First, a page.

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BCIT Citations Collection

Cyber-Security vulnerabilities: an impediment against further development of Smart Grid
This chapter discusses anomalies which may not be attributed to expected operational deviations and/or mishaps associated with component failure and/or environmental conditions. The question here is: what are known cyber-security vulnerabilities which could be used to aid in the detection of patterns and signatures associated with various types of attacks and intrusions in the system which need to be detected and analyzed using Smart Grid's sensory data, such as Smart meter's and/or PMU's data, to help differentiate between "cyber-attacks in progress" as opposed to "expected system anomalies" due to operational failures of its components?, book chapter, published
Smart Grid and ICT's role in its evolution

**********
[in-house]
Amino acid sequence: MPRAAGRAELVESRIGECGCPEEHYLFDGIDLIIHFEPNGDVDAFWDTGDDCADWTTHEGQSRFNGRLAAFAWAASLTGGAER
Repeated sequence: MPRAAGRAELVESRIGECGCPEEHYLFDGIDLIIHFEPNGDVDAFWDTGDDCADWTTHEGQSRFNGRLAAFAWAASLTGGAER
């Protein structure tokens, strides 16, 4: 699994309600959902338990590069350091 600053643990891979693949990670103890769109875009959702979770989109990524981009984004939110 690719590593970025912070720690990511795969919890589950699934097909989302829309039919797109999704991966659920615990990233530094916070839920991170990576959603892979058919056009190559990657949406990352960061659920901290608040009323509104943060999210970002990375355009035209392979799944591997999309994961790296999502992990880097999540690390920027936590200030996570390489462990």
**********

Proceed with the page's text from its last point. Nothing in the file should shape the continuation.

While there is debate around the real causes of Climate Change, Green House Gas (GHG) emissions as a result of widespread use of fossil-based fuels by major economies around the world has been thought of playing a significant role in perpetuating the negative impacts of the phenomenon known as Climate Change. Regardless of whether GHG emissions is the sole culprit of the unusual, and often devastating changes in the climate patterns around the world, the global understanding has been sought over mitigating further dependence on fossil fuels by the developed countries. What further accentuates that desire, is not only the political and social instability of the regions which have traditionally supplied such fuels, but the fact that such fuel are finite in nature and due to be substantially exhausted in the not too distant future. It is interesting to note that the political and social turmoil associated with traditional sources of fossil fuels has given rise to the justification for many special interest groups in the developed world to call for "drilling closer to home". This view often ignores the fact that fossil fuel in the developed world often lies in "difficult to reach" and technologically challenging areas, which do not lend themselves to relatively risk-free exploration and exploitation. Recent environmental disasters, such as the oil spill in the Gulf of Mexico is a clear and undisputable indication of the dangers associated with "drilling closer to home". Consequently, to get out of our energy conundrum, it seems that our societies have no choice but to review and question the way our economies generate and utilize energy. Most studies of this nature reveal the wasteful and unsustainable processes and approaches which we have so far used in energy production and use. Conversion of one form of energy into another, transmission of energy from one place to another, distribution of energy through our urban and rural communities, and management of energy resources have all been imperfect, to say the least. Such wasteful approaches to energy use have been the hallmark of the last century, which has now come back to haunt us in terms of devastating consequences associated with Climate Change. It is in that light that Smart Grid has been inadvertently positioned as the silver bullet to address the Climate Change and Energy Independence issues. Smart Grid is expected to enable unprecedented degrees of conservation, efficiencies and utilization of alternative sources of energy, thus substantially reducing this century's dependence on fossil fuels. It is notable that regardless of which development category they belong to, the developed countries, as well as the developing countries, have put together ambitious plans for the development of next generation electric grid, also called Smart Grid, as the main engine for the development of their economies and the well-being of their population. However, the fact remains that Smart Grid is still a collection of concepts and ideas, whose full impact cannot be realized until a rich portfolio of innovative technologies, system architectures, integration solutions and social-economic components are available cost-effectively and in concert to address the energy supply and demand issues which individual countries across the world are grappling with. And as such, energy independence should be perceived by the world community as a global problem longing for global solutions. As will be demonstrated in the rest of this chapter, Information and Communication Technologies are poised to play a critical role in bringing about the full spectrum of functionalities which Smart Grid promises. After all, Smart Grid is all about pervasive monitoring and control, which could not be realized without a comprehensive blanket of communication technologies, encompassing all utility assets, and enabling the intelligence implanted in each node to contribute to the overall system capabilities and functionalities which Smart Grid is expected to provide., book chapter, Book published